KAMLOOPS — Big-tent parties are standard in politics, but in government, they rule from a small room.
Getting as many voters into your tent ensures a win in the first-past-the-post system. Once elected, a relatively small group will determine the direction of government. A smart leader will pick cabinet members with diverse opinions. An arrogant leader will dictate the agenda.
Site C dam was one of those ideas that should have been halted early once it became obvious it wasn’t needed. Former Premier Christy Clark blindly proceeded with it.
For all who could see, it was doomed. Even to me, it was obvious. Three years ago, I wrote:
“An independent review of the project found that BC Hydro could supply the province with electricity, without the new dam, with modest growth in LNG production, until 2028.”
Clark forged ahead with Site C dam in the face of calamity, even as markets for LNG collapsed.
Premier Horgan was left with a no-win situation. If he cancelled Site C, he would make the thousands of unionized workers unhappy. If he approved it, it would make environmentalists unhappy. Horgan chose the pragmatic solution. David Eby, B.C.’s Attorney General, explains.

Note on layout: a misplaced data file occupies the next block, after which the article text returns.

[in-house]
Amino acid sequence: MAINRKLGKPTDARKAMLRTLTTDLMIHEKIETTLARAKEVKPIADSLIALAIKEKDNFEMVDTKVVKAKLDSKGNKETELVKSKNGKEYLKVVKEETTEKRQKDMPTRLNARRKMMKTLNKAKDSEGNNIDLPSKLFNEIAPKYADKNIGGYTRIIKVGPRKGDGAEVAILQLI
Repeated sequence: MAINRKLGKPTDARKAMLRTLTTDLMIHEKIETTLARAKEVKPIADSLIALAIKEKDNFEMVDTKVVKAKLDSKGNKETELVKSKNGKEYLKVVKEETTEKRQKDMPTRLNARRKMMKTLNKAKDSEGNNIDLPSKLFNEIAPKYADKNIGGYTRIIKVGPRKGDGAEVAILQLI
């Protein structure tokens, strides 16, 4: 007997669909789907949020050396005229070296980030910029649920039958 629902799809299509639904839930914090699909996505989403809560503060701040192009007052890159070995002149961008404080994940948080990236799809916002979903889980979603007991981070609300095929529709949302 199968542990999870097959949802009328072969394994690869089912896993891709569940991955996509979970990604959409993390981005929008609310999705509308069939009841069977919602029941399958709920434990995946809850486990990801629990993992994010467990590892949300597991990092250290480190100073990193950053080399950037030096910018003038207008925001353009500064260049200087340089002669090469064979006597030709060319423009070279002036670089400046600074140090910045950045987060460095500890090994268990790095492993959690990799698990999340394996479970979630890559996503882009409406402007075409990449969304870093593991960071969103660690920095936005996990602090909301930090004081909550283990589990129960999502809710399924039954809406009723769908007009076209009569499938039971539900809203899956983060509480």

“The strategies of the previous government to avoid oversight and push the project ‘past the point of no return’ with the hope, achieved, of visiting financial ruin on the books of any government that would seek to cancel it, are unforgivable.”
The cost of completing the dam, Eby says, was the same as cancelling it; except in the first case you end up with an asset, essentially a mortgage paid over 70 years. Cancelling it would result in a debt, leaving the government with less money to spend on health, schools.
Horgan’s decision was sure to disappoint. You would think his fragile government would be doomed. However, Green leader Andrew Weaver is not keen to take down the government any time soon for two reasons: no one wants another election, and both the NDP and Greens are eager to see proportional representation (PR) come to B.C. Since minority governments are typical in PR, it’s in the best interests of both the NDP and Green Party to see this government last as a demonstration that minority governments work.
Multi-tent governments can hold opposing views. While the overarching progressive banner would fly over government, different flags can fly over each tent. Pragmatists can huddle in one tent and environmentalists in another, grumbling at the other but placated in the comfort that they share the same basic values of fair wages, poverty reduction, human rights and equality.
Multi-tent governments are a novelty in Canada. If a faction in one tent feels betrayed, they can vote to be part of the other tent in the next election – essentially an opposition built into government. With a divergence of ideas, the best plan is more likely to prevail.
Had a multi-tent government been in place when the BC Liberals were in power, Site C would probably not have proceeded. Instead, a premier with a big ego and tunnel vision pushed the plan beyond the point of no return.